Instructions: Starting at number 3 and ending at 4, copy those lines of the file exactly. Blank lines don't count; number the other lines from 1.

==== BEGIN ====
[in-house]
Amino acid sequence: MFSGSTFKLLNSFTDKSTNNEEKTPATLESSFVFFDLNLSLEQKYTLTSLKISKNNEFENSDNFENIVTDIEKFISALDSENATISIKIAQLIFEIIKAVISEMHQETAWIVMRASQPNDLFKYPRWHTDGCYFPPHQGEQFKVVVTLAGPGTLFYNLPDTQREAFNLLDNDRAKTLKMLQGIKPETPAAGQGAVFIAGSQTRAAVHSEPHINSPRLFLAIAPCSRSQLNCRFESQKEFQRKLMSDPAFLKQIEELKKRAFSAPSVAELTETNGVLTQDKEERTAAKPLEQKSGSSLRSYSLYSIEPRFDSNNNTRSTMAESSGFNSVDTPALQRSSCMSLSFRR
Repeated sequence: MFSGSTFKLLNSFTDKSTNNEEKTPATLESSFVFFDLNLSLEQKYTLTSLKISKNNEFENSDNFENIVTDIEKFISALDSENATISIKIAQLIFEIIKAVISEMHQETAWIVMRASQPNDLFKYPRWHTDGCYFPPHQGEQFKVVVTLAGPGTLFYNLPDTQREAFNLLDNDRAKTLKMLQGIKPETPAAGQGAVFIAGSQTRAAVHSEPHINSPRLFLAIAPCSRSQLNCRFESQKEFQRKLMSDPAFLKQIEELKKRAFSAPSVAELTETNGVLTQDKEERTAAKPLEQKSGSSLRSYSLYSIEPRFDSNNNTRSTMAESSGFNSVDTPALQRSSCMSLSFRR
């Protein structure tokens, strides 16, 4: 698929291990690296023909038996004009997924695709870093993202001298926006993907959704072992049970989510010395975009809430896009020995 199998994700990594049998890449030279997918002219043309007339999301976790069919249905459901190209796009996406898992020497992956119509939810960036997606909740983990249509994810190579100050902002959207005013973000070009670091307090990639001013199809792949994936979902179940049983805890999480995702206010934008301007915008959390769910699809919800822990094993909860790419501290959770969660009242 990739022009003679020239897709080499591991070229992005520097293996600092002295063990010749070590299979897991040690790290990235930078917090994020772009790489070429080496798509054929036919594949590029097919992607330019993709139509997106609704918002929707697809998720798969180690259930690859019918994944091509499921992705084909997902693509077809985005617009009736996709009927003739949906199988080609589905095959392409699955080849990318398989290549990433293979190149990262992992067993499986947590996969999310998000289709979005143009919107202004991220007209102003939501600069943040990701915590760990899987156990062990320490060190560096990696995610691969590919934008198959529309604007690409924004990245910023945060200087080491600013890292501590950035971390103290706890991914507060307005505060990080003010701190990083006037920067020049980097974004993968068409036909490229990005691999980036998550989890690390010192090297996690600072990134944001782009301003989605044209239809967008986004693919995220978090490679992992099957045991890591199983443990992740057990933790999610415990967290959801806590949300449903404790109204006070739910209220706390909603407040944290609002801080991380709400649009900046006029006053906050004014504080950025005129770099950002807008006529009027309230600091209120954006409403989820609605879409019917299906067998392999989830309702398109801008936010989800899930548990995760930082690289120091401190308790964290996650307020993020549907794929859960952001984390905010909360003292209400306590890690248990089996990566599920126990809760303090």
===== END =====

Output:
Repeated sequence: MFSGSTFKLLNSFTDKSTNNEEKTPATLESSFVFFDLNLSLEQKYTLTSLKISKNNEFENSDNFENIVTDIEKFISALDSENATISIKIAQLIFEIIKAVISEMHQETAWIVMRASQPNDLFKYPRWHTDGCYFPPHQGEQFKVVVTLAGPGTLFYNLPDTQREAFNLLDNDRAKTLKMLQGIKPETPAAGQGAVFIAGSQTRAAVHSEPHINSPRLFLAIAPCSRSQLNCRFESQKEFQRKLMSDPAFLKQIEELKKRAFSAPSVAELTETNGVLTQDKEERTAAKPLEQKSGSSLRSYSLYSIEPRFDSNNNTRSTMAESSGFNSVDTPALQRSSCMSLSFRR
């Protein structure tokens, strides 16, 4: 698929291990690296023909038996004009997924695709870093993202001298926006993907959704072992049970989510010395975009809430896009020995 199998994700990594049998890449030279997918002219043309007339999301976790069919249905459901190209796009996406898992020497992956119509939810960036997606909740983990249509994810190579100050902002959207005013973000070009670091307090990639001013199809792949994936979902179940049983805890999480995702206010934008301007915008959390769910699809919800822990094993909860790419501290959770969660009242 990739022009003679020239897709080499591991070229992005520097293996600092002295063990010749070590299979897991040690790290990235930078917090994020772009790489070429080496798509054929036919594949590029097919992607330019993709139509997106609704918002929707697809998720798969180690259930690859019918994944091509499921992705084909997902693509077809985005617009009736996709009927003739949906199988080609589905095959392409699955080849990318398989290549990433293979190149990262992992067993499986947590996969999310998000289709979005143009919107202004991220007209102003939501600069943040990701915590760990899987156990062990320490060190560096990696995610691969590919934008198959529309604007690409924004990245910023945060200087080491600013890292501590950035971390103290706890991914507060307005505060990080003010701190990083006037920067020049980097974004993968068409036909490229990005691999980036998550989890690390010192090297996690600072990134944001782009301003989605044209239809967008986004693919995220978090490679992992099957045991890591199983443990992740057990933790999610415990967290959801806590949300449903404790109204006070739910209220706390909603407040944290609002801080991380709400649009900046006029006053906050004014504080950025005129770099950002807008006529009027309230600091209120954006409403989820609605879409019917299906067998392999989830309702398109801008936010989800899930548990995760930082690289120091401190308790964290996650307020993020549907794929859960952001984390905010909360003292209400306590890690248990089996990566599920126990809760303090």